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The Coming Paradigm Shift in Education Reform

Instead of ignoring the role poverty plays in hindering student achievement, the next wave of reformers might tackle it head on.

If you hang out with people in the education world long enough you'll quickly find that bringing up the connection between poverty and poor student achievement can start a heated debate. While researchers, wonks, and politicians tacitly acknowledge the effect of poverty on students, the reform conversation usually focuses on school-centered solutions—modifying teacher tenure or creating common education standards, for example. But a national working group, the “Futures of School Reform,” a three-year-old collaboration of 20 prominent education experts brought together by Harvard's School of Education, says the era of reformers discounting poverty could be coming to an close.

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Should High School Dropouts Be Denied Driver's Licenses?

Minnesota's the latest state to revoke driver's licenses from teens who drop out, but that might not be the answer to the dropout crisis?


Want to drive? Don't drop out of high school. That's the thinking behind a slew of drop out prevention laws cropping up nationwide. Twenty states already link the ability to legally drive with staying in school, and Minnesota legislators are currently reviewing a bill that will make them the 21st. Sure, being able to drive is a privilege, but is taking away licenses really the most effective way to make kids stay in school?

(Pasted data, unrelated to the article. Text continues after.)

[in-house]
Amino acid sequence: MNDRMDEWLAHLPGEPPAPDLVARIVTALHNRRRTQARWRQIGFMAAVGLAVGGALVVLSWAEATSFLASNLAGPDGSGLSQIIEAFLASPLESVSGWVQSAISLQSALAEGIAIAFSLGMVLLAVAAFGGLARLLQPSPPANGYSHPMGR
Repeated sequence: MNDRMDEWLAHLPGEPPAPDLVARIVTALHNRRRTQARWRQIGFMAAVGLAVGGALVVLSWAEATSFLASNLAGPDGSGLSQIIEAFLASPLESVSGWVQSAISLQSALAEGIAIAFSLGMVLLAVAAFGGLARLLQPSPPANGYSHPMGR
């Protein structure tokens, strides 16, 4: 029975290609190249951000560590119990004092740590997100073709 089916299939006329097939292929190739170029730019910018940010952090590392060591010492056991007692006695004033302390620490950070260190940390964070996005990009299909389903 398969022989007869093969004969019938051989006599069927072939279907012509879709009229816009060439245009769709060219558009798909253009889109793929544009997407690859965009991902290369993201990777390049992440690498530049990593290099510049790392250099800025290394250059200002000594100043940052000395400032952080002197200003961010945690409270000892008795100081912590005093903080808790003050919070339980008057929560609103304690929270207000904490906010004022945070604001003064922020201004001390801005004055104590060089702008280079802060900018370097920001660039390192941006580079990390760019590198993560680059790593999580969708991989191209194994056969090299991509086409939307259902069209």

These laws have a needlessly punitive effect on dropouts who are either seeking employment or need to drive to and from a current job. And, oddly, attending school in the state is only compulsory for children between the ages of 7 and 16. Once a child is between 16 and 18, they merely need written consent from a parent or guardian to leave school. Minnesota Department of Education statistics show that in 2009, 4,000 students dropped out of school, so getting that consent must not be that much of a problem.

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What If the Notorious B.I.G. Hadn't Dropped Out of High School?

Rapper Christoper Wallace was murdered 14 years ago today. He dropped out of school in 1989, and his Brooklyn high school is still a dropout factory.


The name "Christopher Wallace" has been in Twitter's top ten trending topics today. That's because it's the 14th anniversary of the Notorious B.I.G.'s unsolved 1997 murder. His superior lyrics and flow still garner him a top spot on virtually every "Greatest Rappers of All Time" list. But, despite his talent with words, the Bedford-Stuyvesant, Brooklyn, native was a high school dropout.

Wallace didn't drop out because he wasn't smart. In fact, he was known throughout his middle school years at the Roman Catholic Queen of All Saints Middle School as a high-achieving, excellent student. No surprise, he was a stand-out in English class and even won several awards. He initially attended a parochial school, Bishop Loughlin Memorial, for high school but later switched to the public George Westinghouse Career and Technical Education High. At Westinghouse, Wallace was chronically truant and, in 1989 at the age of 17, he left school to sell drugs.

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